Medal of Honor: Vietnam War Recipients

Instructor: Ivy Roberts

Ivy is a Doctoral student at Virginia Commonwealth University studying media studies and cultural history

In this lesson, we will learn about some of the 260 American military officers who received the Congressional Medal of Honor for their service during the Vietnam War. After exploring the meaning and significance of the award, we will get to know some of the notable recipients.

Above and Beyond the Call of Duty

The Medal of Honor is the highest award a military officer can get. Anyone serving in the Army, Navy, or Marines is eligible. The Medal of Honor is awarded to recognize an officer's valor, or courage in the face of adversity. It can be awarded for both combat and noncombat situations. Because it is given out by an act of Congress, it is often referred to as the Congressional Medal of Honor. Millions have served their country throughout the medal's short history, and nearly 3,500 have been honored with the award. Other military decorations that recognize courage include the Distinguished Service Cross and the Silver Star.

The Medal of Honor recognizes 'conspicuous gallantry and intrepidity at the risk of life, above and beyond the call of duty.' But this phrase, 'above and beyond the call of duty,' is so commonly quoted that it has almost lost its meaning. What, in fact, does it mean? Learning about the noble actions of Vietnam War veterans who have been honored with this award will remind us of the meaning of courage and valor.

Vietnam War Soldiers

The Vietnam War (1954-1975) was a war like no other in American history. Its guerilla warfare - characterized by hit-and-run tactics, mobile units, raids, and ambushes - tested the courage and resilience of the American military. The Vietnam War is remembered for its high casualty rate. Of the millions who fought in the Vietnam War, over 58,000 lost their lives.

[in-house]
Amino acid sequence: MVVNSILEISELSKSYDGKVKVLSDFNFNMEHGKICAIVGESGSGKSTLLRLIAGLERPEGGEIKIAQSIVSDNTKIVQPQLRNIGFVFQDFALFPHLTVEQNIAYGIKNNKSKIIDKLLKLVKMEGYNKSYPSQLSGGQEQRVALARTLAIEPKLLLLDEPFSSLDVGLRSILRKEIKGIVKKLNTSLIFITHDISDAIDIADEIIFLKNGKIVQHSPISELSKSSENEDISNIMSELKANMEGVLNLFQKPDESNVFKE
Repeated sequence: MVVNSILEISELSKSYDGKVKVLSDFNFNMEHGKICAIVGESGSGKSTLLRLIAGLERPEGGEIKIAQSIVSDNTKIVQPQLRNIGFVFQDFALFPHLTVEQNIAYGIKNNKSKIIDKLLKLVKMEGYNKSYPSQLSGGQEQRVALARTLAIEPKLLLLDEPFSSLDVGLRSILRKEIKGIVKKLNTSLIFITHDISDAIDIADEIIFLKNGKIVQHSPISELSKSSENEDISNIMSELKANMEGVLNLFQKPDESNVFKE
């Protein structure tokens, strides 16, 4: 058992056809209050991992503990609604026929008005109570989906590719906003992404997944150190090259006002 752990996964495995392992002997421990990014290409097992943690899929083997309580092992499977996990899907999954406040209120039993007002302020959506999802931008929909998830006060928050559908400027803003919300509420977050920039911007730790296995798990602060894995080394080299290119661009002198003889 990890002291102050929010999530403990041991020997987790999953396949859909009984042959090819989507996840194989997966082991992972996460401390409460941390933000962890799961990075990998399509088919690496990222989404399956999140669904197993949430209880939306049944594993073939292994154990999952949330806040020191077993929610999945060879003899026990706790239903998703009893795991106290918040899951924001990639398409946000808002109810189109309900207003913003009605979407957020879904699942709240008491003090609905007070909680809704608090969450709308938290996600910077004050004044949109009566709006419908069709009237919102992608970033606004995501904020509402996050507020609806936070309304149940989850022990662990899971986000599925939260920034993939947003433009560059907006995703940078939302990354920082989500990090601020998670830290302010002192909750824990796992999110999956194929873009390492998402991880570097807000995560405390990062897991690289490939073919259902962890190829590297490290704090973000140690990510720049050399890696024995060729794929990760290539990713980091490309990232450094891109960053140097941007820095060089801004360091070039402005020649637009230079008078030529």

260 officers received the Medal of Honor for their service in the Vietnam War. More than half of those who received the medal hailed from the Army. Officers in the Air Force, Navy, and Marines were also honored. A full list of all the honorees is available at the website of the U.S. Army Center of Military History, but here are a few noteworthy mentions. Highlighting even a few of these stories should give a sense of what it takes to be named among these heroes. As these soldiers' stories testify, this honor marks the poignant conclusion to a harrowing journey.

Allan Kellogg

Allan Kellogg, right
allan kellogg

March 11, 1970. Sergeant Allan Kellogg leads a small unit to rescue a fallen soldier, when they come under enemy fire. Kellogg orders his soldiers to the tree line, but they are surrounded. The onslaught continues. One enemy fighter slings a grenade. It ricochets off Kellogg's chest. Thinking quickly, Kellogg stamps the grenade into the mud and covers the blast with his body. This sharp action protects his unit from the blast, and Kellogg survives with multiple injuries.

Stephen Pless

Stephen Pless, right
Stephen Pless

August 19, 1967. Helicopter gunship pilot Major Stephen Pless flies a rescue mission to save four soldiers stranded on a beach. Arriving on the scene, Pless opens fire on the scores of enemy soldiers. His rain of fire forces the Viet Cong into the jungle, and he lands the helicopter. Displaying extraordinary heroism and masterful flight tactics, Major Pless manages to transport the survivors to safety.

Melvin Morris

Melvin Morris receives the Medal of Honor from President Barack Obama.
Melvin Morris

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